— Through a tortured sequence of coincidences, deux ex machinae, overacting, under-explaining, and dumbassery, everything and everyone gets saved, except for a few designated tragic side characters (TSC’s), most of whom announce their impending deaths just before they happen. As an author who worries about plot, realism, and continuity, this was very hard to watch.


— Mat with one t was left way behind. Apparently the actor left the show after episode 6 and was written out of the rest of the first season, which explains his awkward departure scene where he just looks into the Waze and everybody else shouts “Noooooo!” He’ll be back, recast, in season 2. There goes an opportunity to jettison one of our dumb-as-paint self-involved whiners.

— Perrin has somehow converted to pacifism in the middle of a war, which is inconvenient. This may derive from his time with the bucolic cart people, even though I’m pretty sure he straight-up ate somebody in Episode 7 after his time with the cart Quakers. When the Fal Darans decide to remodel the throne room while a war is going on in order to recover a magic horn they can’t blow (not making that up), Perrin helps, because Loial the Ogier (who, like Moiraine, has far too many i’s in his name) tells him to ask how he can help. He does this in a particularly painful scene reminiscent of a Mister Rogers episode. When Perrin finally gets a chance to bury an axe in an evil dude who’s stealing the magic horn and taunting him about his childhood, which the evil Arsenio Hall guy inexplicably spent selling lanterns in his village, Perrin just grimaces and watches the guy go. Super unsatisfying. Somebody should have buried an axe in somebody, dammit.

— Egwene gets all weepy at being left behind and then accomplishes not much. Eventually, she serves as a backup D-cell battery to the princess of Fal Dara, Amalisa Jagad (named by Robert Jordan through yet another stomping of fingers on the typewriter and then filling in some vowels in the interstices).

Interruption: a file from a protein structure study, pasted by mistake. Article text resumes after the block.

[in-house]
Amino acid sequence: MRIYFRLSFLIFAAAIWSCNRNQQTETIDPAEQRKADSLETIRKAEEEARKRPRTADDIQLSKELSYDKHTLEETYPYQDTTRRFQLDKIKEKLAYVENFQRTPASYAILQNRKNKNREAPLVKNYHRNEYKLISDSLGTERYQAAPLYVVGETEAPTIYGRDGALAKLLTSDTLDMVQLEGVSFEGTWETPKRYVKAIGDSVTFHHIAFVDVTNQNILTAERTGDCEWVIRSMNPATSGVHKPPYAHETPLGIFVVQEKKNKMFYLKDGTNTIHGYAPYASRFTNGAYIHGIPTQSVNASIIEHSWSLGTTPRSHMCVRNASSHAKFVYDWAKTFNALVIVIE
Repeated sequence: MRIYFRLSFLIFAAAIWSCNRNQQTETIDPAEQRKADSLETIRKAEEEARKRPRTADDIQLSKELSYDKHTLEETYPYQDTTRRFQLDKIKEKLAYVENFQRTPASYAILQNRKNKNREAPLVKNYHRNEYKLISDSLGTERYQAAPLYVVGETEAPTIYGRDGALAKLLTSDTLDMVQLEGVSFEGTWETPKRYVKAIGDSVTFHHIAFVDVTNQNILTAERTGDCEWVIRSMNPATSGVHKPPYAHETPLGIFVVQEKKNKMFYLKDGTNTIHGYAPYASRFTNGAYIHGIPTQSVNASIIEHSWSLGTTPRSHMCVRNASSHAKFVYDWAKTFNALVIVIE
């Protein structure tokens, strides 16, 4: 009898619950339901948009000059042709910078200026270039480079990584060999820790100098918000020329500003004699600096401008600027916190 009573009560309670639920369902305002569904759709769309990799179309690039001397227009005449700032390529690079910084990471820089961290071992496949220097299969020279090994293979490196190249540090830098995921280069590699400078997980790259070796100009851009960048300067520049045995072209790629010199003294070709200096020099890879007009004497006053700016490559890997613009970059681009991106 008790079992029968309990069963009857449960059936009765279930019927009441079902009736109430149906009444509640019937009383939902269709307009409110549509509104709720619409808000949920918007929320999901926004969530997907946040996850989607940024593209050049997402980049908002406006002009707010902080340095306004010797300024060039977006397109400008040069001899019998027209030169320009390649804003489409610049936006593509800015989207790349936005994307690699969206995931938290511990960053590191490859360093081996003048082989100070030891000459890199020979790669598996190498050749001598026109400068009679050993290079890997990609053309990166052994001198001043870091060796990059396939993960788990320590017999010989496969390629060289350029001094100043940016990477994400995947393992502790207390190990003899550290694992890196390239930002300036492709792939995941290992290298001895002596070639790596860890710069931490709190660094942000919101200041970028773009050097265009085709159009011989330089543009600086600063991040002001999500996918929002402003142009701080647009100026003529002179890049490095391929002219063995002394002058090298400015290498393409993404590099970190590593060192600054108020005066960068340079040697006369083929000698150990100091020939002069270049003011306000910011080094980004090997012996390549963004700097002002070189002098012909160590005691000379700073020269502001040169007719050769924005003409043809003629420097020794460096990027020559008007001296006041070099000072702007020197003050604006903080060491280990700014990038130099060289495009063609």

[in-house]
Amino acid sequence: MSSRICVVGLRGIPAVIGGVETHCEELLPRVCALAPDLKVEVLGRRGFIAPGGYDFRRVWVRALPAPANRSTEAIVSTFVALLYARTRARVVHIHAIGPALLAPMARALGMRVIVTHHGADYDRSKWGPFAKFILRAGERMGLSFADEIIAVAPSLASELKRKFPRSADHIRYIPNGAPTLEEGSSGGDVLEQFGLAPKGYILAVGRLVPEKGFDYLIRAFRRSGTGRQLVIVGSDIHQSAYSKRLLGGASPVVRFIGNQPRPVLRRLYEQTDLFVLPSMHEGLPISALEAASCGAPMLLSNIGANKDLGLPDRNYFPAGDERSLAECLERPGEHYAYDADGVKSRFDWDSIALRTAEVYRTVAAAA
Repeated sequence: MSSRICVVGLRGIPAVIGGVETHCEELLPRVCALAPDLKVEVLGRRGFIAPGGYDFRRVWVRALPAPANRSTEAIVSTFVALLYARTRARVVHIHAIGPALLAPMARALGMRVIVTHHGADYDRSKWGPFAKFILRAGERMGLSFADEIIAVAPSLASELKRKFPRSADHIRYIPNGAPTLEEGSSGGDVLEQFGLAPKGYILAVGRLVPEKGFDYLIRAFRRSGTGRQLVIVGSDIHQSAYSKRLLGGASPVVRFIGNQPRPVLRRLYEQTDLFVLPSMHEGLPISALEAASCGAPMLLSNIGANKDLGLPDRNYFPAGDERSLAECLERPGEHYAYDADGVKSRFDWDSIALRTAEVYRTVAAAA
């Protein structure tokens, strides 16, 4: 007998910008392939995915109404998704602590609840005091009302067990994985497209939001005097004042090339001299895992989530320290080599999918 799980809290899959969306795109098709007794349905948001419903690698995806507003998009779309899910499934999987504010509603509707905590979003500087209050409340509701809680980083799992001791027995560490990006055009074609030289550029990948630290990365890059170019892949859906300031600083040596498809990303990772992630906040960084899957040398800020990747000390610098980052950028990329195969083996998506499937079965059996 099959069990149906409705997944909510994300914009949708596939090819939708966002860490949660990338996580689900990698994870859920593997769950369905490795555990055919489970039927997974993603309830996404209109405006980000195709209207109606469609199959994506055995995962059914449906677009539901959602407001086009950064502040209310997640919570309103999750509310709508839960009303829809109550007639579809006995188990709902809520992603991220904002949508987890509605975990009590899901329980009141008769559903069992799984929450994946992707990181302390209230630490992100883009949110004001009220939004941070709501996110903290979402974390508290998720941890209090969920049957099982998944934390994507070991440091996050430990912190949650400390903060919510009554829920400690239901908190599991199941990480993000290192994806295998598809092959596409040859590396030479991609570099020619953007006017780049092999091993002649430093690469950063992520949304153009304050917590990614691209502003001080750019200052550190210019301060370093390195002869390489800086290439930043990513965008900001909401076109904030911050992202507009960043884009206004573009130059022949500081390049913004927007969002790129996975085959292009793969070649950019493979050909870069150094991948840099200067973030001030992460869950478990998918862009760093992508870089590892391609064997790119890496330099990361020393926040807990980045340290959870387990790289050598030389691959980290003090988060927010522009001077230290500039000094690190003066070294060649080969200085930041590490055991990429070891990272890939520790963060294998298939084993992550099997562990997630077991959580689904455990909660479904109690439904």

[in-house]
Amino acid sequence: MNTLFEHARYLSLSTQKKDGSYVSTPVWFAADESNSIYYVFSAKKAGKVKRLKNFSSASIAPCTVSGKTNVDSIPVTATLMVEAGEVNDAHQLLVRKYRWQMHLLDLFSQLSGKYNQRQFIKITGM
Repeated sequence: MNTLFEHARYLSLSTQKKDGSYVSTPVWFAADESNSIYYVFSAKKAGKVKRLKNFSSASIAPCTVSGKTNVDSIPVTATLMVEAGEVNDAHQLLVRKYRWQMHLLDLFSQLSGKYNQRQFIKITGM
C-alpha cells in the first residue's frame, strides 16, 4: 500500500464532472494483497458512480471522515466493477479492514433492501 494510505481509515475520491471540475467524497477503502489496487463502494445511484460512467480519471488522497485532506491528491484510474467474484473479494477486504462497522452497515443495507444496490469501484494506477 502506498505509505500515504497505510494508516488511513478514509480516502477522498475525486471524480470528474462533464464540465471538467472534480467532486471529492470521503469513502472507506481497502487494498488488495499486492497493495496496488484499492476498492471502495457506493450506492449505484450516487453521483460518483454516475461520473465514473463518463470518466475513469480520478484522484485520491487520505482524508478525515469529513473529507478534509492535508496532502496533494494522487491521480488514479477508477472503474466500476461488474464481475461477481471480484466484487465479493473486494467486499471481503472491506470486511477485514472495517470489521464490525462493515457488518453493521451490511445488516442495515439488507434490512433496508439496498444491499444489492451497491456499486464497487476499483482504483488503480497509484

— Nynaeve gets subjected to the most pathetic post-one-night-stand declaration of love I think I’ve seen in a show from Lan, who should know better to come on this strong after the first date. Wait a few days and text, dude. You’re going to scare her away like this. After this, she has to teach Lan to find the woman HE’S PSYCHICALLY BONDED WITH FOR LIFE, and then she becomes another backup D-cell.


When the princess exceeds her recommended amperage and starts to blow fuses, Nynaeve seems to do something unexplained to save Egwene from the resulting air fryer cook cycle. This is badass and in character for Nynaeve. As a result, Nynaeve is rendered extra-crispy in what is apparently the unexpected noble death of a major character. Yay! Shortly afterward, Egwene cries and strokes her cheek, returning Nynaeve to medium rare and to life, thereby removing any emotional impact or badassery previously established. This unexplained capability, despite being at least a level 8 spell and exhibiting powers beyond what Jesus reportedly controlled, does not elevate Egwene above a second-rate love-interest character, and it also founds no major new religions. No death should ever appear tragic in this show from now on, because Egwene has control of mortality’s undo button.


— The sa’angreal: Moiraine says a thousand male channelers gave all their energy to this one object, which means I guess it’s just the Aes Sedai version of TwitchTV. Why they would sacrifice all their power so that Rand can carry around a green tchotchke that he doesn’t appear to need, I don’t know. I suspect they all succumbed to some kind of email scam and had their channeling accounts drained through fraud.